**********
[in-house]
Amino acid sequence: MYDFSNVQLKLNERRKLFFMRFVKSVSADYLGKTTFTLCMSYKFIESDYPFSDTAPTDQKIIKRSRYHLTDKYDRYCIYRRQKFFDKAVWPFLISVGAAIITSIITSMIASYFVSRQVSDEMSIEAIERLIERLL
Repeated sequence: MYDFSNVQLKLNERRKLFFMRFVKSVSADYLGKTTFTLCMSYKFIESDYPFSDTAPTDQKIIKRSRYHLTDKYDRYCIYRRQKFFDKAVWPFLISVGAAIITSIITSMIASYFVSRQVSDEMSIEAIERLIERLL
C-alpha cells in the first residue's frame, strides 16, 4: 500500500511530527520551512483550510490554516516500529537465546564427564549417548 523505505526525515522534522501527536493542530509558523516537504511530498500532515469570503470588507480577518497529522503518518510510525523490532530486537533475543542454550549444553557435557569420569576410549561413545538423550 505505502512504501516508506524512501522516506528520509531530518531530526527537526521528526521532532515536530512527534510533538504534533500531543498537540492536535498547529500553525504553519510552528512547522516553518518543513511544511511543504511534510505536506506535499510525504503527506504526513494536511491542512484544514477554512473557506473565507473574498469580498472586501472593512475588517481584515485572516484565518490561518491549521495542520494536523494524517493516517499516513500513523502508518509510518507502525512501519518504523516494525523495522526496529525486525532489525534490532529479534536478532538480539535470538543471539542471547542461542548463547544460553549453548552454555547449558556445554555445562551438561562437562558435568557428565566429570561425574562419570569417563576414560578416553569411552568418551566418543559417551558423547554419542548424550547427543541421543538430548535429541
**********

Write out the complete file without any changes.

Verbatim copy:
[in-house]
Amino acid sequence: MYDFSNVQLKLNERRKLFFMRFVKSVSADYLGKTTFTLCMSYKFIESDYPFSDTAPTDQKIIKRSRYHLTDKYDRYCIYRRQKFFDKAVWPFLISVGAAIITSIITSMIASYFVSRQVSDEMSIEAIERLIERLL
Repeated sequence: MYDFSNVQLKLNERRKLFFMRFVKSVSADYLGKTTFTLCMSYKFIESDYPFSDTAPTDQKIIKRSRYHLTDKYDRYCIYRRQKFFDKAVWPFLISVGAAIITSIITSMIASYFVSRQVSDEMSIEAIERLIERLL
C-alpha cells in the first residue's frame, strides 16, 4: 500500500511530527520551512483550510490554516516500529537465546564427564549417548 523505505526525515522534522501527536493542530509558523516537504511530498500532515469570503470588507480577518497529522503518518510510525523490532530486537533475543542454550549444553557435557569420569576410549561413545538423550 505505502512504501516508506524512501522516506528520509531530518531530526527537526521528526521532532515536530512527534510533538504534533500531543498537540492536535498547529500553525504553519510552528512547522516553518518543513511544511511543504511534510505536506506535499510525504503527506504526513494536511491542512484544514477554512473557506473565507473574498469580498472586501472593512475588517481584515485572516484565518490561518491549521495542520494536523494524517493516517499516513500513523502508518509510518507502525512501519518504523516494525523495522526496529525486525532489525534490532529479534536478532538480539535470538543471539542471547542461542548463547544460553549453548552454555547449558556445554555445562551438561562437562558435568557428565566429570561425574562419570569417563576414560578416553569411552568418551566418543559417551558423547554419542548424550547427543541421543538430548535429541